|Publication number||US4747681 A|
|Application number||US 06/735,488|
|Publication date||May 31, 1988|
|Filing date||May 20, 1985|
|Priority date||May 20, 1985|
|Publication number||06735488, 735488, US 4747681 A, US 4747681A, US-A-4747681, US4747681 A, US4747681A|
|Inventors||Arthur B. Brower|
|Original Assignee||Brower Arthur B|
|Export Citation||BiBTeX, EndNote, RefMan|
|Patent Citations (3), Referenced by (11), Classifications (15), Legal Events (4)|
|External Links: USPTO, USPTO Assignment, Espacenet|
It is important to maintain eyeglasses in proper position on the nose and at the temples in order to ensure proper alignment of the lens with the eyes and to avoid the discomfort of changes in position during periods of wear. This has been found to be especially important in the case of individuals who wear glasses and who must carry on activities which require precision and close observation for long periods of time, such as in the case of jewelers, watch repairers, assemblers of electronic and computer components and surgeons during operations. This is important as well to many others who are engaged in activities in which slippage of eyeglasses is inconvenient or otherwise undesirable as in the case of public speakers, actors, or those engaged in sports activities. Eyeglass slippage, in general, is inconvenient and undesirable for all individuals who must wear them.
This problem has long been recognized in the prior art in which solutions have been attempted through the use of soft rubber pads, as
U.S. Pat. No. 2,216,503 or by the use of sponge rubber pads, or by using adhesives applied directly to the nose pieces or temple members of eyeglasses as in the case of U.S. Pat. No. 4,251,302. In the use of soft rubber or sponge pads, they must be of significant thickness to provide support which results in changing the optimum alignment of the lenses and which also may not provide sufficient frictional resistance to movement after absorbing perspiration. In the case of the directly applied adhesives, these must be periodically removed by the use of solvents and tend to become excessively adherent to the skin and leave deposits thereon and are obviously messy and inconvenient.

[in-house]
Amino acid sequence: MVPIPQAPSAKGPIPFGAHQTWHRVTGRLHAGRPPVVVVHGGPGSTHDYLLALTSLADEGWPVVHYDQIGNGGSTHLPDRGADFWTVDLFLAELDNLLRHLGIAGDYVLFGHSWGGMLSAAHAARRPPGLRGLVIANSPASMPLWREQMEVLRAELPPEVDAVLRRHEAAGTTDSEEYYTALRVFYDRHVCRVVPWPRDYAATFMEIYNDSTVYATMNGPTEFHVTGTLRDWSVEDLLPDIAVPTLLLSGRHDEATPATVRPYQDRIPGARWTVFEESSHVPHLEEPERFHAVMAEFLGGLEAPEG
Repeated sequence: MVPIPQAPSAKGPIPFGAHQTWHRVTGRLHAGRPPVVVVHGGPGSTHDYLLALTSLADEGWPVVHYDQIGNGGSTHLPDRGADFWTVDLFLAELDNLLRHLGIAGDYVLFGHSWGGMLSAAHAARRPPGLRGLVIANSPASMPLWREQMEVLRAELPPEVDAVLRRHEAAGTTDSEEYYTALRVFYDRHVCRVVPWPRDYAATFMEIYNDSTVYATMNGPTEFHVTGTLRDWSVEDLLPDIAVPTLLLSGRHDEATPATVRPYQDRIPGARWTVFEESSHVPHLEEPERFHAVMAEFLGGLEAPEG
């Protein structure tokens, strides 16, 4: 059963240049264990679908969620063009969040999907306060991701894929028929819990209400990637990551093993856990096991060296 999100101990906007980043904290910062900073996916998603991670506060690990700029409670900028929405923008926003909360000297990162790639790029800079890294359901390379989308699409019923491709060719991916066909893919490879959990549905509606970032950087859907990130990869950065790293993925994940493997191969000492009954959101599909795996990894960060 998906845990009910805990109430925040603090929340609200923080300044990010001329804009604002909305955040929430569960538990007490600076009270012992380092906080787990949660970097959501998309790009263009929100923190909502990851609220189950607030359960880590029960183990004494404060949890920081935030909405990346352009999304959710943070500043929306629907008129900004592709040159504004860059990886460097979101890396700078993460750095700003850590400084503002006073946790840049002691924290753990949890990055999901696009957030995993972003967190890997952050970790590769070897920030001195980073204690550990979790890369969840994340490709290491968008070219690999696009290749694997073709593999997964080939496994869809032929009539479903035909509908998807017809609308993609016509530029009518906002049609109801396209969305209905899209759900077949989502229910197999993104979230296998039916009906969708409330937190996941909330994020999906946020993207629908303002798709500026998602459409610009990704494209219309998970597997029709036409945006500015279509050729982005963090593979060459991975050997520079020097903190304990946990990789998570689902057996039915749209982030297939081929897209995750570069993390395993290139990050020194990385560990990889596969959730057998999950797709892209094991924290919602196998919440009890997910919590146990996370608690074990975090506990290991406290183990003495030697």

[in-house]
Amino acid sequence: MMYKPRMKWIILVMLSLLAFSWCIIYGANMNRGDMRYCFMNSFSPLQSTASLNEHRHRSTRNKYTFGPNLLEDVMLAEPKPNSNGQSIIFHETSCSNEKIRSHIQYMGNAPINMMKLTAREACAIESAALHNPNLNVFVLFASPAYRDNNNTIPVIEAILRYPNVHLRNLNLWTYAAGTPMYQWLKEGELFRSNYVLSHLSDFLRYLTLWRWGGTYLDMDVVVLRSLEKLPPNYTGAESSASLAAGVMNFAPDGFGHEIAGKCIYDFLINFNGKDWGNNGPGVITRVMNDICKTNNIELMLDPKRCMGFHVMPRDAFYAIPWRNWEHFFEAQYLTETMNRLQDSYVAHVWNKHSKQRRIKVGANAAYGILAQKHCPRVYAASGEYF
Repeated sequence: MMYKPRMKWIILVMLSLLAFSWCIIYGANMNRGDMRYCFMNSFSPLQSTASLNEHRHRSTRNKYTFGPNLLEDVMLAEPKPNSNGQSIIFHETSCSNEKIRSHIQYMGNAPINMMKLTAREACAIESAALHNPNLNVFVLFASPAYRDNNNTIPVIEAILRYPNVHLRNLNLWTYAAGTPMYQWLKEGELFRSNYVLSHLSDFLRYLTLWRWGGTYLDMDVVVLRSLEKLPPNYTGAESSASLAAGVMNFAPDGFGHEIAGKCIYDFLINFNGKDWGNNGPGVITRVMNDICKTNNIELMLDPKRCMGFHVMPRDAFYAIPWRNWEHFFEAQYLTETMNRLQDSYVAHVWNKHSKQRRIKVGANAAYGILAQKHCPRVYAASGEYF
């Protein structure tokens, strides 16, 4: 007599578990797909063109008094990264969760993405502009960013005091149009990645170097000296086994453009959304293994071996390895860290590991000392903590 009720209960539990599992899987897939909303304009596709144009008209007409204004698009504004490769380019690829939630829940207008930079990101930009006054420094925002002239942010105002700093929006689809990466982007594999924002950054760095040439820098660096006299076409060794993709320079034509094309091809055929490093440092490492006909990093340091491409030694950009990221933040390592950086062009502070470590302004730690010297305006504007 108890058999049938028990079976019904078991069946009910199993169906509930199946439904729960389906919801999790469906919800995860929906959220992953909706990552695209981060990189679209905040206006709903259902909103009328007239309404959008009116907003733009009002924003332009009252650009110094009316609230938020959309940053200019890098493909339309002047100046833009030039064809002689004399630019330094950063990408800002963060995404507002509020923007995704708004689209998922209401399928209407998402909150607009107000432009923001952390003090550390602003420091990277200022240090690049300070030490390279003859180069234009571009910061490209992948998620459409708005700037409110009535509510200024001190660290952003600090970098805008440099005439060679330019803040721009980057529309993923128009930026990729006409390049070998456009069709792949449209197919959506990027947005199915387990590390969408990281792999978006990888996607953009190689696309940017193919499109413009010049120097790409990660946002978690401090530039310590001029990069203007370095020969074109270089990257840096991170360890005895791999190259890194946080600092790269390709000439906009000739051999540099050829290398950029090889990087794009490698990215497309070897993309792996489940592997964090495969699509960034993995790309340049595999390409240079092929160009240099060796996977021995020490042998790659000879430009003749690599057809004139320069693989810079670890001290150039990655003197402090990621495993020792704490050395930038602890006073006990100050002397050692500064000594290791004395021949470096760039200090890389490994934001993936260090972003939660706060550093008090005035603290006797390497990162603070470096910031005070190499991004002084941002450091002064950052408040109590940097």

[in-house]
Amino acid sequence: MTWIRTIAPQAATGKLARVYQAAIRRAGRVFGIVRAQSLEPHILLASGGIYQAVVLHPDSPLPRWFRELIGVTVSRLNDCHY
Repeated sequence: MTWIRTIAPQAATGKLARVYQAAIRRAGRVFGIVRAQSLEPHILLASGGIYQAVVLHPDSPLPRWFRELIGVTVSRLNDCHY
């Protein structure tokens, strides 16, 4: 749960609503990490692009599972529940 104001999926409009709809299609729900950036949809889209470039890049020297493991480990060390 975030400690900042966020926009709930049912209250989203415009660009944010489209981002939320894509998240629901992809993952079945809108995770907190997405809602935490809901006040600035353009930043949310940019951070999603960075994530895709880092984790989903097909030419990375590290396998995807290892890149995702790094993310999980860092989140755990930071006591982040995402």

Applicant has discovered that strips of the appropriate size of porous material, i.e. fabric or plastic, or more particularly a non-woven or felted fabric formed of fibers or filaments of plastic material aatted together and lightly bonded when coated or impregnated with a presssure sensitive adhesive can provide highly effective frictional resistance to undesired movement when applied to the nosepiece or temple pieces or other skin contacting areas, and permit satisfactory positioning of the eyeglasses for a desired period of time. As designed, these strips are easily removed and quickly replaced as needed.